wordless wednesday

Japanese Bridal Doll

Thanks for stopping by! – Chris

Please respect that all content, including photos and text, are the property of this blog and its owner, Yashica Pentamatic Fanatic, Yashica Sailor Boy, Yashica Chris.

Copyright © 2015-2019 Yashica Pentamatic Fanatic, Chris Whelan
All rights reserved.

Yashica’s Tokyo Headquarters – 1974 and 2019

Yashica opened its new Tokyo headquarters officially in the Summer of 1974. Here’s a before and after picture.

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Yashica’s headquarters as it appeared in August 1974.

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Yashica headquarters building from April 2019. Photos courtesy of Paul Sokk.

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The current building is known as the Kyocera Harajuku Building located at 6-27-8 Jingumae, Shibuya-ku, Tokyo

Kyocera acquired Yashica in 1983 and for the most part, Kyocera continues to operate in many of Yashica’s former properties.

For more about Yashica’s history please check out Paul’s excellent site here.

Thanks for stopping by! – Chris

Please respect that all content, including photos and text, are the property of this blog and its owner, Yashica Pentamatic Fanatic, Yashica Sailor Boy, Yashica Chris.

Copyright © 2015-2019 Yashica Pentamatic Fanatic, Chris Whelan
All rights reserved.

Yashica 1958 & Yashica 2019

The title is a bit misleading – well actually very misleading as Yashica (the original Japanese company) no longer exists. Yashica was acquired by Kyocera in 1983 and killed off by 2004. My good friend Paul Sokk and I have been on a quest to find some of Yashica’s old factory buildings and because Paul has a sharp eye for details, he was able to find Yashica’s factory in Shimosuwa (Nagano Prefecture) while conducting some research.  The first image below is a scan from a sales brochure that I have from 1958.

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Yashica’s main office building located on the factory campus in Shimosuwa, Nagano Prefecture, Japan in 1958.

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The same building as seen this April (2019). The company that currently operates from the building (Mutoh) has no ties to either Yashica or Kyocera. Photo courtesy of Paul Sokk.

Notice in the current picture that the building has had an addition added to its near side (enclosing a previous carport) and received a rather mundane paint job especially compared to what I’m sure was a very colorful design originally.

By the way, the current occupant, Mutoh Industries, Ltd., makes large format printing machines. More can be found here.

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Aerial view of the Yashica factory campus with the office building (viewed from behind) in the center.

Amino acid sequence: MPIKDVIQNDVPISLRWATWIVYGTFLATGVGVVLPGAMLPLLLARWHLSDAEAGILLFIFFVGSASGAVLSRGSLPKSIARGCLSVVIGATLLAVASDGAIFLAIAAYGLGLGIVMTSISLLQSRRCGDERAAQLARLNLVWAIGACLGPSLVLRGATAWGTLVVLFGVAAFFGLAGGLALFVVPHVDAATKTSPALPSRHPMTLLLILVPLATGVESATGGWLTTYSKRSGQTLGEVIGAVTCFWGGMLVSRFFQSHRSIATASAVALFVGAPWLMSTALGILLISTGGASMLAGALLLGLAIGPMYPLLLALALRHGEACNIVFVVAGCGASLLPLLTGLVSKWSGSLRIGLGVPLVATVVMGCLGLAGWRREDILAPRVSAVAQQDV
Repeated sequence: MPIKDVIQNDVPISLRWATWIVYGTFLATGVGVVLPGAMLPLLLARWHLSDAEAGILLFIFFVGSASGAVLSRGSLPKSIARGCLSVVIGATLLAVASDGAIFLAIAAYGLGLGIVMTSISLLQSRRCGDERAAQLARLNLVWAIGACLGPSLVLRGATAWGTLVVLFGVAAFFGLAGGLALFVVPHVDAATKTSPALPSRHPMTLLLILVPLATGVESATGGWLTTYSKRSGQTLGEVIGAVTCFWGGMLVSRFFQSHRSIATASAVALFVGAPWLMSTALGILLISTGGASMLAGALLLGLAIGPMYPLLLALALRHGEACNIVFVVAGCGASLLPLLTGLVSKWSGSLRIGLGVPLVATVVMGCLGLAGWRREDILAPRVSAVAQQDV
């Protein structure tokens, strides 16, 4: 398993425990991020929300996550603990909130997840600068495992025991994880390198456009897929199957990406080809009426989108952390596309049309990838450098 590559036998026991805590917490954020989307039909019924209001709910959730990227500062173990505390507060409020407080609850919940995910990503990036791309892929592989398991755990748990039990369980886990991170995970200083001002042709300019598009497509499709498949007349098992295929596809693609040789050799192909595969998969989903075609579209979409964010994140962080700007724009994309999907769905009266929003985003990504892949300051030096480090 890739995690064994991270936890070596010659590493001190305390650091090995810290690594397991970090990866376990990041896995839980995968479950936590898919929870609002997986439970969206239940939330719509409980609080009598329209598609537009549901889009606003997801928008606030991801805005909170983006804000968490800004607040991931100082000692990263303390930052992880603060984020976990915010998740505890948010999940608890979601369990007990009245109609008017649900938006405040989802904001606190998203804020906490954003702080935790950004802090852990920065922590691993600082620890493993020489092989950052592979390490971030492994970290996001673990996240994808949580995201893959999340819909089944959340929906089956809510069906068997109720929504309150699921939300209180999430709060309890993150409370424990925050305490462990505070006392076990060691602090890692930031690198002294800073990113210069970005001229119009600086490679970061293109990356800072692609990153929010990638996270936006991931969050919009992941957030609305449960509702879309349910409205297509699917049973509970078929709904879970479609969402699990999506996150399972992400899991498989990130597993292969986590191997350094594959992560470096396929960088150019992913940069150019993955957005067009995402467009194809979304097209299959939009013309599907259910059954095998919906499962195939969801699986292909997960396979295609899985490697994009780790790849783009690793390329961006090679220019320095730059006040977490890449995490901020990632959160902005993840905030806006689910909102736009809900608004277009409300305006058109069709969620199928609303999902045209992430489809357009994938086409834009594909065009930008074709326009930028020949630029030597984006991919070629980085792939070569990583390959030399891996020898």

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The Yashica gym and auditorium as seen today. Look at the aerial view in the image above this one to see the gym as it appeared in the late 1950s. Photo courtesy of Paul Sokk.

Many thanks to Paul Sokk and his wife Kathy for sharing photos from their most recent trip to Japan. Paul is the creator of THE site for anything about Yashica TLRs and early Yashica history the site can be found at www.yashicatlr.com

Thanks for stopping by! – Chris

Please respect that all content, including photos and text, are the property of this blog and its owner, Yashica Pentamatic Fanatic, Yashica Sailor Boy, Yashica Chris.

Copyright © 2015-2019 Yashica Pentamatic Fanatic, Chris Whelan
All rights reserved.

Near Motomachi, Yokohama – 1979

Interesting street scene captured these young ladies interacting with the always helpful police. Taken near the prestigious Motomachi shopping street in central Yokohama. Canon F-1 with Canon FD 80-200mm lens on Kodachrome 64 film. It’s really hard to believe that this is now 40-years ago.

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Thanks for stopping by! – Chris

Please respect that all content, including photos and text, are the property of this blog and its owner, Yashica Pentamatic Fanatic, Yashica Sailor Boy, Yashica Chris.

Copyright © 2015-2019 Yashica Pentamatic Fanatic, Chris Whelan
All rights reserved.

Yashica’s History as reported by Yashica – 1975

The Yashica marketing team that put this document together back in early 1975 appear to have summarized the history of the company – or were blatantly unaware of the actual dates of important milestones.

But with that said it’s important to “take it all in ” from all sources and to glean whatever good bits that it does offer. Yashica wasn’t a company that seemed to be all that interested in dates anyway. Some of the dates were more than likely dates that were recorded in Japan and may have marked the actual, formal date that the event was finalized. There’s also the possibility that if this brochure was put together in the US there may simply be some instances where meanings were lost in translation.